Wanneer Scott Morrison won Australia’s federal election in 2019, it seemed like the country would never emerge from the climate wars that had begun a decade earlier.
Morrison had taken the prime ministership late in 2018 after conservatives in the ruling Liberal-National Coalition deposed Malcolm Turnbull, gedeeltelik, for his attempt to reduce greenhouse gas emissions in Australia’s energy sector.
After taking the top job, Morrison went on to weaponise climate action , falsely branding a modest policy by the Labor opposition to impose new vehicle emissions standards as a “war on the weekend”. While electric vehicles are largely uncontroversial in Britain and other countries, Morrison’s stylised “war” was potent hyper-partisan politicking in a sprawling continent where electric vehicles are viewed through a prism of range anxiety.
When he won in 2019, Morrison, a pentecostal Christian, characterised his victory as a “miracle”.
But the victory ultimately triggered a fundamental realignment in the Australian electorate. The harbinger of that realignment was Tony Abbott – the arch-conservative who once compared reducing carbon emissions to primitive people killing goats to appease the volcano gods – losing his blue-ribbon northern Sydney seat in the 2019 contest.
The Coalition had perfected a formula of weaponising climate action effectively in the regions and outer suburbs of Australia. But while Labor was routed in that territory, centre-right progressive voters in capital cities were becoming frustrated with Morrison and the Coalition’s failure to get serious about the existential problem of global heating.
Electoral pressure began to mount on moderate Liberals in Australia’s cities, and that pressure translated into a lobbying campaign by many government MPs to convince Morrison to adopt a target of net zero by 2050. Morrison was also under pressure from key allies including Boris Johnson and Joe Biden to make that mid-century commitment at the Glasgow climate conference in 2021.
Morrison signed up to the 2050 teiken, but the Liberal’s junior partner in the Coalition, the National party, refused to allow him to increase Australia’s medium-term emissions reduction target – a weak target that had attracted significant international criticism. In a half-pregnant pivot, Morrison also declined to produce credible policy mechanisms to deliver emissions reduction.
Morrison – a master of soundbite politics – had hoped to neutralise the growing city-based disaffection with slogans. The Coalition would make the transition to low emissions with technology, not taxes.
But his failure to repent for past reckless behaviour infuriated many voters. Those voters parted ways with Morrison’s government in Saturday’s election, voting for a swathe of climate-focused independents in Liberal held seats.
Understanding he was facing a “teal wave” (the new independents styled themselves in teal, adding a tinge of green to the Liberal party’s traditional blue), Morrison attempted to emulate an Australian version of Boris Johnson’s “red wall” strategy.
During this year’s contest, Morrison pursued Labor seats in the outer suburbs and regions, hoping gains would offset a loss of six seats. But the strategy backfired. The government lost the six seats, and several city electorates besides – and Labor will return to power in Australia for the first time in nearly a decade with a comprehensive electoral mandate to end the climate wars.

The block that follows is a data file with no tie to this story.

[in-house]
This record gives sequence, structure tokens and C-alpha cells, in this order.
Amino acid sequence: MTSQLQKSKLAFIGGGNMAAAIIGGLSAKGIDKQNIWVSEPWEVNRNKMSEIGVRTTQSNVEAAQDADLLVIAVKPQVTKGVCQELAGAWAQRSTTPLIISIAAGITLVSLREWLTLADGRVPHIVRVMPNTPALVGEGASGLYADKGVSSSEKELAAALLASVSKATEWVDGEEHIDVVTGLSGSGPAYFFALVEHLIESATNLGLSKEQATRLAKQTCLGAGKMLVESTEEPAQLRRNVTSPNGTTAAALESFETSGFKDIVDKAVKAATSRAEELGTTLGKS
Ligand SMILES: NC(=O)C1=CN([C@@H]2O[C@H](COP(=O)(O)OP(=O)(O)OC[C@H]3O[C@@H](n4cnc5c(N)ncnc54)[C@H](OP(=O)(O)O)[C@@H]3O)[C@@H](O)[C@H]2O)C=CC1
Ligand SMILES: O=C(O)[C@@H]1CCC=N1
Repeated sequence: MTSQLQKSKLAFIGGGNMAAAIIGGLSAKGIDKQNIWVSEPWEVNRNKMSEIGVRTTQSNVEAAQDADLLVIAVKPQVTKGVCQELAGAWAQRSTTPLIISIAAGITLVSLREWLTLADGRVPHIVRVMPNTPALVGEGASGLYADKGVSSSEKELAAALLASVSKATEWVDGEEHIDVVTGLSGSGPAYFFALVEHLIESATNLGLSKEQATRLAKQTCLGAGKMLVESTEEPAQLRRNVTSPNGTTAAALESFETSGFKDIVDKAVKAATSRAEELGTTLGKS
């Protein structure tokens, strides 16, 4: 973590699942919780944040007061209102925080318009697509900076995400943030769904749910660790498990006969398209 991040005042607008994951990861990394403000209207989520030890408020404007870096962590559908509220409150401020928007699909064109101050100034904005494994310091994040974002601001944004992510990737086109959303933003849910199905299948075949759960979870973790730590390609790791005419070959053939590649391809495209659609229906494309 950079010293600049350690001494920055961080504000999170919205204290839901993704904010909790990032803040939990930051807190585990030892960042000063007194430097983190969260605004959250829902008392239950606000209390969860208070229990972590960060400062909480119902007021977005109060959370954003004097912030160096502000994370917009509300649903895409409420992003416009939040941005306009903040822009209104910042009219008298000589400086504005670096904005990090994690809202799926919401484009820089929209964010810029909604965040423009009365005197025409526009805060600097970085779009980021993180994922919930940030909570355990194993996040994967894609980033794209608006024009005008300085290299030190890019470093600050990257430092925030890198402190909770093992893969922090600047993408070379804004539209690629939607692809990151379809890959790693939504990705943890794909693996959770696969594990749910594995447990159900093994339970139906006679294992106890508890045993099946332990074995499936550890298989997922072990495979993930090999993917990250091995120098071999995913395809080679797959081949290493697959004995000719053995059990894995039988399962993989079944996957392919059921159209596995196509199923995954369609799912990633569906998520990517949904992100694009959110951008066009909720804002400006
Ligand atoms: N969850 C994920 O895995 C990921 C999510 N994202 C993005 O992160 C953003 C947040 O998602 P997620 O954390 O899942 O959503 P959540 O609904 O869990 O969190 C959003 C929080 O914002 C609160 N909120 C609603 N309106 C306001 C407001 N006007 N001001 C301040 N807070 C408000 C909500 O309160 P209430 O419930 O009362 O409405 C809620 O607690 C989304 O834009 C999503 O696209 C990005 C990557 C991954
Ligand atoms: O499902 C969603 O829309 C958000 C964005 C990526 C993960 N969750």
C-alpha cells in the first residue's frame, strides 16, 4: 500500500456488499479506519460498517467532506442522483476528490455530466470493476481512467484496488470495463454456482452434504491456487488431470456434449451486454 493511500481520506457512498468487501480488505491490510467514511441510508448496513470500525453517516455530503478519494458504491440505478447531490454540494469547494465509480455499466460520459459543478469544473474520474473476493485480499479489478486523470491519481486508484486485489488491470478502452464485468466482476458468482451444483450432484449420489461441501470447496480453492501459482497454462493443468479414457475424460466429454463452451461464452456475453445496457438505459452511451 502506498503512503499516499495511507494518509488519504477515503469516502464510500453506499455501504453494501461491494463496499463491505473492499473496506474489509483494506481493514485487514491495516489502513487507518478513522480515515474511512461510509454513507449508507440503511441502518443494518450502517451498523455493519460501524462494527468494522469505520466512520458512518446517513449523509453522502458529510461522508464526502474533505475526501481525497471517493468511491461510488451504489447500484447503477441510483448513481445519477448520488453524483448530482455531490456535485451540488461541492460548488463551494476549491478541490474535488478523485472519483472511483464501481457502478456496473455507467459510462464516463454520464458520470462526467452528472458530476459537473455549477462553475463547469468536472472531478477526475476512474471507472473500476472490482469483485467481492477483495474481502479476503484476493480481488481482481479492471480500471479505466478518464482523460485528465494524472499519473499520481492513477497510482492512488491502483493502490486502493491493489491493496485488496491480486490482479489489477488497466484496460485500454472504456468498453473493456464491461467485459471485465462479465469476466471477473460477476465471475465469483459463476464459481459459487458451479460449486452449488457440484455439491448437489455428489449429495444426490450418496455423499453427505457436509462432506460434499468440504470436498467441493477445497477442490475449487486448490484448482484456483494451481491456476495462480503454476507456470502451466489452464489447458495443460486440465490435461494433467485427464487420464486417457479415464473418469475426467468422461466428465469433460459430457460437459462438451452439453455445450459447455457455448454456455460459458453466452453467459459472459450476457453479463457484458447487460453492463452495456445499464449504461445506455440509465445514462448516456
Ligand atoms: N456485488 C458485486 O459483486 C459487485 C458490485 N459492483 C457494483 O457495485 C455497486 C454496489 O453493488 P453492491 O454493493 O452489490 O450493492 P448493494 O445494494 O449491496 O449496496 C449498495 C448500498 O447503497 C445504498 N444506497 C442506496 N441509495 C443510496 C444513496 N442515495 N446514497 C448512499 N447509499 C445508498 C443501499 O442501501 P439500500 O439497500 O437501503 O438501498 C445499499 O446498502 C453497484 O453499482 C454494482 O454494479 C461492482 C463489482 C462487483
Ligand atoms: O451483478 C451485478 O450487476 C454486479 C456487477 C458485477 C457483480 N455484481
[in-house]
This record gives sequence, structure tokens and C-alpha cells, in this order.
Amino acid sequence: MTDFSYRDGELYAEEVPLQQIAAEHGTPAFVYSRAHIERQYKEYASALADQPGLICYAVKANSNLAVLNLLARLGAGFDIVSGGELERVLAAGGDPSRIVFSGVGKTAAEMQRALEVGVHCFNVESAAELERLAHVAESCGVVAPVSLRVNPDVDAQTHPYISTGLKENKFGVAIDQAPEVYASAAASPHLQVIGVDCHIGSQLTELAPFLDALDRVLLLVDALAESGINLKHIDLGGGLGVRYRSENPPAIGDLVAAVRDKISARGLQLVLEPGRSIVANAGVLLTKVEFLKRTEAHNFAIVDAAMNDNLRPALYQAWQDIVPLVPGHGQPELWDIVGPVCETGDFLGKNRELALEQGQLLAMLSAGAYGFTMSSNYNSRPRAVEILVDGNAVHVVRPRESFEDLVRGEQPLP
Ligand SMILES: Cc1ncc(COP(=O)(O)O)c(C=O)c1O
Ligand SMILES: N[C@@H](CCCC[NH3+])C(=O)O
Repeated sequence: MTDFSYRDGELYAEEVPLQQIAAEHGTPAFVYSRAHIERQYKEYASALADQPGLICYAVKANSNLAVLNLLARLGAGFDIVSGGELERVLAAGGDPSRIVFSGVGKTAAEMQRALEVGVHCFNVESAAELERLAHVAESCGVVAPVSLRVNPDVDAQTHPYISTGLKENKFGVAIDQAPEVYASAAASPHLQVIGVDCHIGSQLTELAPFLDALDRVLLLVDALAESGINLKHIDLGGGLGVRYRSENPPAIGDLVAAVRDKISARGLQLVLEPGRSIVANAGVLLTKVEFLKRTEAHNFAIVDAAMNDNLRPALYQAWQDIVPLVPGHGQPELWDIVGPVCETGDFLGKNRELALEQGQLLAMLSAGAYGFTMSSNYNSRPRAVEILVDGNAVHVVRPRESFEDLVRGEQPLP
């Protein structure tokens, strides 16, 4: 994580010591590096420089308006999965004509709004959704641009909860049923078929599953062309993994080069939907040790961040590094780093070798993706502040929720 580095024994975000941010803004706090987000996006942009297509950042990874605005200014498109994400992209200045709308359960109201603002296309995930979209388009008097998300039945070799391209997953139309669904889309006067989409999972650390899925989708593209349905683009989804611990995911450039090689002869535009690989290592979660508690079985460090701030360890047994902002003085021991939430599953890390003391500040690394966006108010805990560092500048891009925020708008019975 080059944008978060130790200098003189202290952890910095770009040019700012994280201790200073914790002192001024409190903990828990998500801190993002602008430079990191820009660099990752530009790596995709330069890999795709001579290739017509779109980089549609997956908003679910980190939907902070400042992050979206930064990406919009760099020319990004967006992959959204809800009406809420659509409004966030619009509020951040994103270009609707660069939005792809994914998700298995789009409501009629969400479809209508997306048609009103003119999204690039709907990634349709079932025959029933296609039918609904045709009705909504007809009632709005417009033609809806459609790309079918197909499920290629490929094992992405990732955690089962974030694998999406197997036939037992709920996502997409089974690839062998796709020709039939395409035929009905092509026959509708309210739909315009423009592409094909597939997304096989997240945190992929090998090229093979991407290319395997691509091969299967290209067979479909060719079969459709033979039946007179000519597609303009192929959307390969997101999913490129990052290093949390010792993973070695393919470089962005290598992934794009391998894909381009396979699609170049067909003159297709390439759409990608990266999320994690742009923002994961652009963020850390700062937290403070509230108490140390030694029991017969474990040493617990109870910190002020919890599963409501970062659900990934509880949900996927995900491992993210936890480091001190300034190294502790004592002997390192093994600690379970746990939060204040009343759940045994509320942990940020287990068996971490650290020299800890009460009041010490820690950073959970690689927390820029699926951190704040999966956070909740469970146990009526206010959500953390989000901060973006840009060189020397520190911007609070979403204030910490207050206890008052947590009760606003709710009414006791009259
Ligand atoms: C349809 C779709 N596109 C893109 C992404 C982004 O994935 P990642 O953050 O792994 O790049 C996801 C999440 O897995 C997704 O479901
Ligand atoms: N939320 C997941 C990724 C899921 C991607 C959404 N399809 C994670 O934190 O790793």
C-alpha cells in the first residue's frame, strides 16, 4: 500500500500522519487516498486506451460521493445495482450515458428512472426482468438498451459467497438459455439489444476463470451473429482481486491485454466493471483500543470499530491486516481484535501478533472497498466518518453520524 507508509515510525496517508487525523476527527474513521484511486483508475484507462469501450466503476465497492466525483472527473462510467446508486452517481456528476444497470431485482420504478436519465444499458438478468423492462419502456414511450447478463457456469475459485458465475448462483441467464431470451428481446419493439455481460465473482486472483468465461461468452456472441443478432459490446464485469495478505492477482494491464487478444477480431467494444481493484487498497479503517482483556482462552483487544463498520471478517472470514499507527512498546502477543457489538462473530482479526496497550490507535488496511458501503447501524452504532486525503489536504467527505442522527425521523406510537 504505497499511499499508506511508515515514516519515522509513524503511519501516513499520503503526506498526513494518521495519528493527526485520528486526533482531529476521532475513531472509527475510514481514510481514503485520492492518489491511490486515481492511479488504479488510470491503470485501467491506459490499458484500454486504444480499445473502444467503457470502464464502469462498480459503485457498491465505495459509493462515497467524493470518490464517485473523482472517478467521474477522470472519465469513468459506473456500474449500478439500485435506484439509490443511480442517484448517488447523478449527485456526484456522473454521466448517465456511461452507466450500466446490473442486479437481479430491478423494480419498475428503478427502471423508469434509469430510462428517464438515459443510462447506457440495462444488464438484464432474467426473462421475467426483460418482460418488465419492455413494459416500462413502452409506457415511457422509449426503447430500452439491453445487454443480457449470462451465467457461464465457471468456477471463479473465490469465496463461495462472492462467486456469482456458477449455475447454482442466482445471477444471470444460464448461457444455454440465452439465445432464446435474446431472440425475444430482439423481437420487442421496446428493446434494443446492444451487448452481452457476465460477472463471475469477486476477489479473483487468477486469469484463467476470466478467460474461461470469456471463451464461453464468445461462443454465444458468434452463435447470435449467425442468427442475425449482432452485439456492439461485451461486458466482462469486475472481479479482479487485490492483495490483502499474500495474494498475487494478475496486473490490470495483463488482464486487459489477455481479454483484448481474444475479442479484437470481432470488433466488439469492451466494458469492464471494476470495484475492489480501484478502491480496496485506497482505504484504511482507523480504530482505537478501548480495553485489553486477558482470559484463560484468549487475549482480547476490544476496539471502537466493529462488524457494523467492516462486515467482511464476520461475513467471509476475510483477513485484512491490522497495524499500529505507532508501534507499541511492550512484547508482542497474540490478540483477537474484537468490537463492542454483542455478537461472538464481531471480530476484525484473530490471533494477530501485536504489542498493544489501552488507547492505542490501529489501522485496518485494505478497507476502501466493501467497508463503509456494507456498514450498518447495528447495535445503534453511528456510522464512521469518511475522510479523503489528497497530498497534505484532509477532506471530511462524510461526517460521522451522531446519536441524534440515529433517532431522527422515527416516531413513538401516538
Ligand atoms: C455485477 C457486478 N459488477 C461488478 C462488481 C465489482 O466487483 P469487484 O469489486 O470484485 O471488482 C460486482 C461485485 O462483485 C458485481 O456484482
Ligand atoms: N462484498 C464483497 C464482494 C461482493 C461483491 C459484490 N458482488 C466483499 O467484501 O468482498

The National party held its seats, but suffered negative swings in coal country in Queensland, and failed to pick up a Labor-held coal seat in the New South Wales Hunter Valley that it had poured resources into; and after two climate-focused independents ran creditable campaigns in regional Australia, two safe National party seats have been rendered marginal.
The Coalition is shellshocked by the size and speed of Saturday’s electoral rout, and the Liberal party will enter a period of soul-searching as moderates and rightwingers jostle about what lessons the party should learn from the visceral rebuff. Should the Liberal party seek to represent urban professionals, or should that constituency be left to Labor, Greens and the teal disrupters?
As well as the backlash about climate action, Morrison also managed to alienate professional women with his inept handling of a cultural reckoning triggered by explosive allegations about the rape of a young Liberal staffer in the office of a junior defence minister in 2019.
While the Liberal and National parties engage in soul-searching, Labor is returning to government in Canberra. The new Labor government will be led by Anthony Albanese, an urban progressive from inner-city Sydney. Albanese will be in Tokyo by Tuesday for his first meeting with Biden, and the leaders of Japan and India.
The Labor leader is a parliamentary veteran. He was a senior minister in the last Labor government helmed by Kevin Rudd and Julia Gillard, and was chief parliamentary tactician during the 43rd parliament, where Gillard lacked a working majority in either the House of Representatives or the Senate.
He is a leftwinger who grew up with a single mother in council housing. He’s an inclusive figure, who values empathy in his leadership style, but wary of being typecast as a firebrand, he also speaks the language of aspiration and opportunity.
He comes to power in challenging times. Inflation and interest rates are rising, Australians are battling high petrol prices. Housing in the major cities has become unaffordable for a generation of young Australians.
Australians have voted overwhelmingly for change and Albanese comes to government with a progressive agenda. But in Australia, like the rest of the world – events define prime ministers as much as their policy wish-lists.